To communicate with the outside world microcomputers use peripherals (I/O devices). Commonly used peripherals are: A/D converter, D/A converter, CRT, printers, Hard disks, floppy disks, magnetic tapes etc.
Peripherals are connected to the microcomputer through electronic circuits known as interfacing circuits.
Programmable Peripheral interface (PPI)
A programmable peripheral interface is a multiport device. The ports may be programmed in a variety of ways as required by the programmer. The device is very useful for interfacing peripheral devices. The term PIA, Peripheral Interface Adapter is also used by some manufacturer.
The Intel 8255 is a programmable peripheral interface (PPI). It has two versions, namely the Intel 8255A and Intel 8255A-5. General descriptions for both are same. There are some differences in their electrical characteristics. Hereafter, they will be referred to as 8255. Its main functions are to interface peripheral devices to the microcomputer.
It has three 8-bit ports, namely Port A, Port B and Port C. The port C has been further divided into two 4-bit ports, port C upper and Port C lower. Thus a total of 4-ports are available, two 8-bit ports and two 4-bit ports. Each port can be programmed either as an input port or an output port.
Operating Modes of 8255
The Intel 8255 has the following three modes of operation which are selected by software:
Mode 0 - Simple Input/output: The 8255 has two 8-bit ports (Port A and Port B) and two 4-bit ports (Port Cupper and Port Clower). In Mode 0 operation, a port can be operated as a simple input or output port. Each of the 4 ports of 8255 can be programmed to be either an input or output port.
Mode 1-Strobed Input/output: Mode 1 is strobed input/output mode of operation. The Port A and Port B both are designed to operate in this mode of operation. When Port A and Port B are programmed in Mode 1, six pins of Port C are used for their control.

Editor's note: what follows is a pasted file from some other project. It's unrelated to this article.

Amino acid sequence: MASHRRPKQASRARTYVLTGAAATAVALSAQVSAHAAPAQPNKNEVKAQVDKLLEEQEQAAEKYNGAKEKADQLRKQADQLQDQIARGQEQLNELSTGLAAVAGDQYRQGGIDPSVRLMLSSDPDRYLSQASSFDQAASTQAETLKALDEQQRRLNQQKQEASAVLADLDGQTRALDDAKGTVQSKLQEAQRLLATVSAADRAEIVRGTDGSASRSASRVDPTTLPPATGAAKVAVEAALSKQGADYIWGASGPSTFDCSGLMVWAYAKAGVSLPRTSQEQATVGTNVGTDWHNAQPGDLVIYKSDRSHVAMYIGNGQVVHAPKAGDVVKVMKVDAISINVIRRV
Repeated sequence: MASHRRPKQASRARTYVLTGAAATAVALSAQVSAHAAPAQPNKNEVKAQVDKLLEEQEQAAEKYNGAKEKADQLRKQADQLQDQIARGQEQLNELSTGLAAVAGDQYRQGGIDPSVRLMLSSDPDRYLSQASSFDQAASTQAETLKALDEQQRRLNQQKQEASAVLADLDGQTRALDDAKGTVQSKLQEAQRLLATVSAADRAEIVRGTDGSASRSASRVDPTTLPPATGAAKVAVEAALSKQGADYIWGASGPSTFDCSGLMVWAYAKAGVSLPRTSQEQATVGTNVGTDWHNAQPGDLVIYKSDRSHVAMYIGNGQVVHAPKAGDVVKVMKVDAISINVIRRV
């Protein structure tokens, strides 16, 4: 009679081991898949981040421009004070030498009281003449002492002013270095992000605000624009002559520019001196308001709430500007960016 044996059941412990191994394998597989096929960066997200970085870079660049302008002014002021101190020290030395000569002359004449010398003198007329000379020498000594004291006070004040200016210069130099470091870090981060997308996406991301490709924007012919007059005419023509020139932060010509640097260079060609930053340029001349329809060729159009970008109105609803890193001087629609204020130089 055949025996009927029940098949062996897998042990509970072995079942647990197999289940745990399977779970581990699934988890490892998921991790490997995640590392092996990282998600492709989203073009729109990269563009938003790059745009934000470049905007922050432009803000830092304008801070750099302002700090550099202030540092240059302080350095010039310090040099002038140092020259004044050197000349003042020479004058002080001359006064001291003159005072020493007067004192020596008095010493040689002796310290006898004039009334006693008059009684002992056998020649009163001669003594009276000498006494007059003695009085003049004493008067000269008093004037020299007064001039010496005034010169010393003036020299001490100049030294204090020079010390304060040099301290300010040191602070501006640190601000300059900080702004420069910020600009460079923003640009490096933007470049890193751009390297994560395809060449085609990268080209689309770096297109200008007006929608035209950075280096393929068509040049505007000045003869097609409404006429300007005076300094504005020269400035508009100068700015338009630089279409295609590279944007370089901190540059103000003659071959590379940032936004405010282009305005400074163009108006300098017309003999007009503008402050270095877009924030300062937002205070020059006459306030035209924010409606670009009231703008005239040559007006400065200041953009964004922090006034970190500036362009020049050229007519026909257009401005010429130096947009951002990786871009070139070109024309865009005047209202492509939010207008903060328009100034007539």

Mode 2 -Bidirectional Port: Mode 2 is strobed bidirectional mode of operation. In this mode Port A can be programmed to operate as a bidirectional port. The mode 2 operation is only for Port A. When Port A is programmed in Mode 2, the port B can be used either Mode 1 or Mode 0.
Architecture of Intel 8255
Intel 8255A pin description
It is a 40 pin I.C. package. It operates on a single 5 Vd.c. supply. Its important characteristics are as follows:
Ambient temperature 0 to 700C, Voltage on any pin: 0.5 V to 7 V. Power dissipation 1 Watt VIL = Input low voltage = Minimum 0.5 V, Maximum 0.8 V. VIH = Input high voltage = Minimum 2 V, Maximum Vcc. VOL = Output low voltage = 0.45 V VOH = Output High Voltage = 2.4 V IDR = Darlington drive connect = Minimum 1 mA, Maximum 4 mA of any 8 pins of the port.
The pins of various ports are as follows:
PA0 - PA7 8 Pins of port A PB0 - PB7 8 pins of port B PC0 - PC3 4 pins of port Clower PC4 - PC7 4 pins of Port Cupper
The important control signals are:
CS (Chip Select): It is a chip select signal. The LOW status of this signal enables communication between the CPU and 8255.
RD (READ): When RD goes LOW the 8255 sends out data or status information to the CPU on the data bus. In other words it allows the CPU to read data from the input port of 8255.
WR (Write): When WR goes LOW the CPU writes data or control word into 8255. The CPU writes data into the output port of 8255 and the control word into the control word register.
RESET: RESET is an active high signal. It clears the control register and sets all ports in the input mode.